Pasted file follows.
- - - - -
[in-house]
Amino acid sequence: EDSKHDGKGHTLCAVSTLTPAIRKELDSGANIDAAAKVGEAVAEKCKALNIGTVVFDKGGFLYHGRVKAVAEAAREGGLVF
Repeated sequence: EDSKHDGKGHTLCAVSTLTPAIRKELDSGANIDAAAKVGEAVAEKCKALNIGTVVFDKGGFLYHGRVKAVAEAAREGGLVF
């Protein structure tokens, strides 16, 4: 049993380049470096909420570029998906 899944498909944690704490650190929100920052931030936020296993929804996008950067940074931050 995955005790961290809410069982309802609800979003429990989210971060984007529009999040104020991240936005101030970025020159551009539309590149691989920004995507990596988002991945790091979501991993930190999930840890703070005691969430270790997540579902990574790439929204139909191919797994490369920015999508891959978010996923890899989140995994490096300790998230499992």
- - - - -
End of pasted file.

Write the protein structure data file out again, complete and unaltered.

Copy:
[in-house]
Amino acid sequence: EDSKHDGKGHTLCAVSTLTPAIRKELDSGANIDAAAKVGEAVAEKCKALNIGTVVFDKGGFLYHGRVKAVAEAAREGGLVF
Repeated sequence: EDSKHDGKGHTLCAVSTLTPAIRKELDSGANIDAAAKVGEAVAEKCKALNIGTVVFDKGGFLYHGRVKAVAEAAREGGLVF
């Protein structure tokens, strides 16, 4: 049993380049470096909420570029998906 899944498909944690704490650190929100920052931030936020296993929804996008950067940074931050 995955005790961290809410069982309802609800979003429990989210971060984007529009999040104020991240936005101030970025020159551009539309590149691989920004995507990596988002991945790091979501991993930190999930840890703070005691969430270790997540579902990574790439929204139909191919797994490369920015999508891959978010996923890899989140995994490096300790998230499992």